I needed to get some air. Clear my head. Breathe. Feel the wind ruffle my hair. Listen to the sound of birds, let the slap of water on the shore soothe away my tension. I needed to feel… Read More
After all, we have plenty of them. Most of our holy wells are nowadays named after famous and beloved Christian saints, mostly Patrick and Bridget, but also some others, too. Personally, I think these were sacred springs long… Read More
The old festivals seem to me to fit perfectly into the cycle of seasons and the passing of the year. And also with the ebb and flow of my blood, or the beating of my heart, or my body clock, whatever you want to call that natural instinctual internal part of oneself. You may try and suppress it, but it’s always still there. If you feel the same, here are some places in Ireland that are associated with Samhain which you might like to visit: Tlachtga, the Mound of Hostages at Tara; Magh Slecht, and Oweynagat.
Why not spend the night at Ross Castle, one of Ireland’s most haunted castles this Halloween… if you’re brave enough! Not only does Ross Castle have ghosts, it has a fascinating and mysterious history. Go on… I dare you!
Welcome to a new feature on Aliisaacstoryteller. Are you planning a visit to Ireland? Over the coming weeks, I’ll be featuring places in Ireland that I love, and which are, I think, well worth a visit. Some will be familiar to you, others will get you off that beaten tourist track, and make your visit to Ireland a more memorable and unique one. Today we’re visiting somewhere near and dear to my heart, Deerpark Forest, on the shores of Lough Ramor in Co Cavan, so get your walking shoes on!
Originally posted on aliisaacstoryteller:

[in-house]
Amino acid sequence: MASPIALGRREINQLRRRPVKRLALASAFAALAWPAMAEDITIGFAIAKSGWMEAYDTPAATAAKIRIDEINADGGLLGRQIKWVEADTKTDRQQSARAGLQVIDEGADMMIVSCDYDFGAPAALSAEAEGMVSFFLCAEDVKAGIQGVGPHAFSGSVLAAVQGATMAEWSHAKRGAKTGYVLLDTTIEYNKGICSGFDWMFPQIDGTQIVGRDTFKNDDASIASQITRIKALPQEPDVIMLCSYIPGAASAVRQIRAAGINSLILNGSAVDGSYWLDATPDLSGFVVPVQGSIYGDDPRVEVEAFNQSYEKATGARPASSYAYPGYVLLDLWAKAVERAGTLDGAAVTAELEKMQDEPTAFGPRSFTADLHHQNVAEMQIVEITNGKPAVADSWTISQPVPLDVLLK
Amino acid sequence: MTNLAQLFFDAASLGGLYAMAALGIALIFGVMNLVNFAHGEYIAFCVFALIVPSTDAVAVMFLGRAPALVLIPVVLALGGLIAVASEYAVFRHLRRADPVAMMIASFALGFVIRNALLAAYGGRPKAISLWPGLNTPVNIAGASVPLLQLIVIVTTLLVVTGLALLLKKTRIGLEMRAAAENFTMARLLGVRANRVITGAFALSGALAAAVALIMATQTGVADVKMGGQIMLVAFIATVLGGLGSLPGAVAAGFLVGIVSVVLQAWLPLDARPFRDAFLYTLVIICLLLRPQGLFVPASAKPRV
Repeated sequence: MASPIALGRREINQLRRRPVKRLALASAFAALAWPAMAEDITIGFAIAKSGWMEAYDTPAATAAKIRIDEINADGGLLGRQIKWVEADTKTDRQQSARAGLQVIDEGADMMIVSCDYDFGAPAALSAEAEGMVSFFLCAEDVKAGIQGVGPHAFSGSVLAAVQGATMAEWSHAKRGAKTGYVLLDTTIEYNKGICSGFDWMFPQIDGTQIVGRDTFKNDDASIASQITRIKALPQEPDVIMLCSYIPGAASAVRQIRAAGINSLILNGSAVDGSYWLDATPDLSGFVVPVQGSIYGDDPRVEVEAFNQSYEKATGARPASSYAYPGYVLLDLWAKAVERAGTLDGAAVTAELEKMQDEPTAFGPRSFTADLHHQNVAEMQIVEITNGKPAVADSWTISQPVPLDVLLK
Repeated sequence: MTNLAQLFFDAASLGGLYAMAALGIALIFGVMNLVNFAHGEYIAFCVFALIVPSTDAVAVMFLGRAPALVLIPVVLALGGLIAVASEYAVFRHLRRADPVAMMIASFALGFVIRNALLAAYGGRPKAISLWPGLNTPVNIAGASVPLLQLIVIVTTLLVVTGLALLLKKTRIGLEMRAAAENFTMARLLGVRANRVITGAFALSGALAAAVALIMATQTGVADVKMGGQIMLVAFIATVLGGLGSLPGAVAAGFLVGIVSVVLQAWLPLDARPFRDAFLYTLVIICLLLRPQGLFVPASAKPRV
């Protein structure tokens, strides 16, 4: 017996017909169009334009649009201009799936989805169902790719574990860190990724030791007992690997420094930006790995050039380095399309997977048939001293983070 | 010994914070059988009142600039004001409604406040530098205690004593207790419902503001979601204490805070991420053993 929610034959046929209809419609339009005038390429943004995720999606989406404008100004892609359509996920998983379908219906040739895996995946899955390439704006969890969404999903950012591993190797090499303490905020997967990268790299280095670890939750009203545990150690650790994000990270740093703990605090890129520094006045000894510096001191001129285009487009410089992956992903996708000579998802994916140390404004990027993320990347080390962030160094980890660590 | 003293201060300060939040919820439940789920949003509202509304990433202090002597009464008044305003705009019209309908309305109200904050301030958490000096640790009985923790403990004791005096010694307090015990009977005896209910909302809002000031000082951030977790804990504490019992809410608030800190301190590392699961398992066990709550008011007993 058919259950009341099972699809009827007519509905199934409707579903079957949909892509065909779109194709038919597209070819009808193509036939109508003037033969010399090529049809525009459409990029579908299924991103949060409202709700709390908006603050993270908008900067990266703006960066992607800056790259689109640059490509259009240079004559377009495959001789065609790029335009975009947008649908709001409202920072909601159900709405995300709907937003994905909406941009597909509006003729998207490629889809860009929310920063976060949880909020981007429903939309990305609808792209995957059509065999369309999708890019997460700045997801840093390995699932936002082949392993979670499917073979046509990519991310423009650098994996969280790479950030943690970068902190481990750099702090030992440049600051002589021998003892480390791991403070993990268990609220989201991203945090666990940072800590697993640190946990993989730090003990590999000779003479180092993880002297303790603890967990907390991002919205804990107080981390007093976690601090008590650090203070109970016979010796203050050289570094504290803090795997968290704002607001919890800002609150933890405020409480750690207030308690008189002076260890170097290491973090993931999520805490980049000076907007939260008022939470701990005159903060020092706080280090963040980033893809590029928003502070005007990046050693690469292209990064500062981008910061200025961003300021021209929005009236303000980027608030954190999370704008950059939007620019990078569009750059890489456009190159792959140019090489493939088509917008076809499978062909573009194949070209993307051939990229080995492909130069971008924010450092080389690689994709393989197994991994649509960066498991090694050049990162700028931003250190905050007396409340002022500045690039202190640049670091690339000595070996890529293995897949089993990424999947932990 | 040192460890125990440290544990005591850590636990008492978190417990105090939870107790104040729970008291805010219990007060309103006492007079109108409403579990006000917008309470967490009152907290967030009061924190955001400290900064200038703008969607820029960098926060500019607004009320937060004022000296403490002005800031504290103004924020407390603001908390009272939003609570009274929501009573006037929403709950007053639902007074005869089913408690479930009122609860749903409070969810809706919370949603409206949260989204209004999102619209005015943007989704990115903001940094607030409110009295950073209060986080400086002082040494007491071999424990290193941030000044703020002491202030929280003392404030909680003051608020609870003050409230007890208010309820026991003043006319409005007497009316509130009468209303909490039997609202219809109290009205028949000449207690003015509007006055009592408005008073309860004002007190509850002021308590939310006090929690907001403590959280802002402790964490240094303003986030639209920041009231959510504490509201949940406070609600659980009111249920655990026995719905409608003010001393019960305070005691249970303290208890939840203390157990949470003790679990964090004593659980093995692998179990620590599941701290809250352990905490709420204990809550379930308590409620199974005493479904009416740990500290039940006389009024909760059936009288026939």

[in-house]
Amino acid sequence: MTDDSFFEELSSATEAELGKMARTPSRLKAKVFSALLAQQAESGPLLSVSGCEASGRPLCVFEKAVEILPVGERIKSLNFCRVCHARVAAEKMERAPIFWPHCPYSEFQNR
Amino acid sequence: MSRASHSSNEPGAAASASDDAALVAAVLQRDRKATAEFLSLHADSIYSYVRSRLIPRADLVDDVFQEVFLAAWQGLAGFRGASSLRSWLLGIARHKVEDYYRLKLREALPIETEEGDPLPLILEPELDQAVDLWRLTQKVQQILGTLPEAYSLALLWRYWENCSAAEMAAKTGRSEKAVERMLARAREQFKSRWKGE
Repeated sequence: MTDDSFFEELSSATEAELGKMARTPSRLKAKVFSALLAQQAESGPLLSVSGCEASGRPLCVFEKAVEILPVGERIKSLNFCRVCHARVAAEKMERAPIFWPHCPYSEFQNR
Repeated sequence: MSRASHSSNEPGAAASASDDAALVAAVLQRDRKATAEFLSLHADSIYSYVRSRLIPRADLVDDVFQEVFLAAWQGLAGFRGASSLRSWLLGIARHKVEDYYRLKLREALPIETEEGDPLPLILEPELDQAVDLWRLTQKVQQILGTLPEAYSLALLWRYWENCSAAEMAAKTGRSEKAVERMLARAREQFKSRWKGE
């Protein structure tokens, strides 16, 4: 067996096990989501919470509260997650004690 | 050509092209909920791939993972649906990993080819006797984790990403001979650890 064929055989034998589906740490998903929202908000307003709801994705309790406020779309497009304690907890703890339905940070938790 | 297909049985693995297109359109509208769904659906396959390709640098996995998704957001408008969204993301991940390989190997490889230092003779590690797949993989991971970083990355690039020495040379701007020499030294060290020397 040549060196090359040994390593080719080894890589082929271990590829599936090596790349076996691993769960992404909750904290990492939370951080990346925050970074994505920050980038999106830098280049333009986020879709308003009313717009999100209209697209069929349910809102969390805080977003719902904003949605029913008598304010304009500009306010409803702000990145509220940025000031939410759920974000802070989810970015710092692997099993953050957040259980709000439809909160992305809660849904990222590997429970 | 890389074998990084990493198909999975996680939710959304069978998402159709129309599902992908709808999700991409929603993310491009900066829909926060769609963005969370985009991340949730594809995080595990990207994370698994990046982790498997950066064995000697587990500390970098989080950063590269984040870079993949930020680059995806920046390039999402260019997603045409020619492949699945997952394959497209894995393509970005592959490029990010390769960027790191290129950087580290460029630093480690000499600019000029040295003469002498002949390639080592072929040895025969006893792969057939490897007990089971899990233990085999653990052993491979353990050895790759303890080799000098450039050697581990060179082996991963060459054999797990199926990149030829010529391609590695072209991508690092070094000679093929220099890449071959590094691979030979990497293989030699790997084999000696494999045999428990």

St Fethlimidh’s Cathedral, Kilmore, Co Cavan We were driving through the Cavan countryside last weekend, and whizzed past this little gem! We almost crashed whilst we did a double take, then turned around and…
You might think that Irish mythology is full of giants, what with Fionn building the Giant’s Causeway, and the number of ancient stone monuments named ‘The Giant’s Bed/ Leap/ Grave’, but you’d be wrong. There is, however, a specific reason why giants exist in local Irish folklore.
Can anyone guess where I’m going? I just got my super-duper, brand spanking new #Bloggersbash tee-shirt, and I’m so excited, because the moment I put it on, it suddenly felt REAL! The Bloggers Bash is really happening, people,… Read More
A severed head depicted in Celtic artwork does not a macabre ritual make. However, it’s fair to say that the severed head makes many appearances in the ancient stories of Ireland. But scholars are now revising their opinions; it seems the Celts were removing the heads not of their enemies, but of their beloved friends who had fallen in battle. Could the same thing have happened here in Ireland? And if so, why would they behead their friends?
The legend of Crom Cruach is a sinister one. The ancient texts of the Metrical Dindshenchas claim that the people of Ireland worshipped the God by offering up their firstborn child in return for a plentiful harvest in the coming year. The children were killed by smashing their heads on the stone idol representing Crom Cruach, and sprinkling their blood around the base. This stone idol has been identified as the Killycluggin Stone.
For out ancestors, winter mast have seemed like a near-death; the sun was distant and weak, unable to warm earth or air, unable to hold back the night; trees wept leaves like tears; plants melted into the earth, inert beneath frozen or sodden ground; birds flew away; animals hibernated or migrated. The only vivacious sign of life flourishing in the land whilst all else wasted, was the evergreens. No wonder they became a beacon of hope, a symbol of endurance and survival. No wonder people brought them into their homes as a reminder of better times.